Fruit flies may help understand how memories form and ultimately, provide better treatments to improve memory in all ages, says study.
"Memory is essential to our daily function and is also central to our sense of self. To a large degree, we are the sum of our experiences. When memories can no longer be retrieved or we have difficulty in forming new memories, the effects are frequently tragic. In the future, our work will enable us to have a better understanding of how human memories form," Gregg Roman, an associate professor of biology and biochemistry at University of Houston's said.
Roman along with his team studied the brains of fruit flies (Drosophila). Within the fly brain, Roman said, there are nerve cells that play a role in olfactory learning and memory.
Roman said they found that these particular nerve cells- the gamma lobe neurons of the mushroom bodies in the insect brain- are activated by odours. Training the flies to associate an odour with an electric shock changed how these cells responded to odours by developing a modification in gamma lobe neuron activity, known as a memory trace.
They found that training caused the gamma lobe neurons to be more weakly activated by odours that were not paired with an electric shock, while the odours paired with electric shock maintained a strong activation of these neurons. Thus, the gamma lobe neurons responded more strongly to the trained odour than to the untrained odour.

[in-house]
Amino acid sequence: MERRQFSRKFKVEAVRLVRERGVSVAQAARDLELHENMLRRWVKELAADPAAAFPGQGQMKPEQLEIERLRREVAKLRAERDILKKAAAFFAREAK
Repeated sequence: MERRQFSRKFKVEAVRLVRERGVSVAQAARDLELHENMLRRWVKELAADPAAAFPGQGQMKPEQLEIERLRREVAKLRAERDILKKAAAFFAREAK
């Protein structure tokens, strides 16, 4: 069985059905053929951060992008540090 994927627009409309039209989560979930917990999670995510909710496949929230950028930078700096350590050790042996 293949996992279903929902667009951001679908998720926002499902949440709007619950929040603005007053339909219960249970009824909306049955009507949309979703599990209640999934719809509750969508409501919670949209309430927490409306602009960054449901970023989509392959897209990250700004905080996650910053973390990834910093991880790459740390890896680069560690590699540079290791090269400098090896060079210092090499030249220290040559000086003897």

The team also showed that a specific protein - the heterotrimeric G(o) protein - is naturally involved in inhibiting gamma lobe neurons.
Roman said removing the activity of this protein only within the gamma lobe neurons resulted in a loss of the memory trace and, thus, poor learning. Therefore, inhibiting the release of neurotransmitters from these neurons through the actions of the G(o) protein is key to forming the memory trace and associative memories.
The significance of using fruit flies is that while their brain structure is much simpler with far fewer neurons, the mushroom body is analogous to the perirhinal cortex in humans, which serves the same function of sensory integration and learning.
The study was published in journal Current Biology.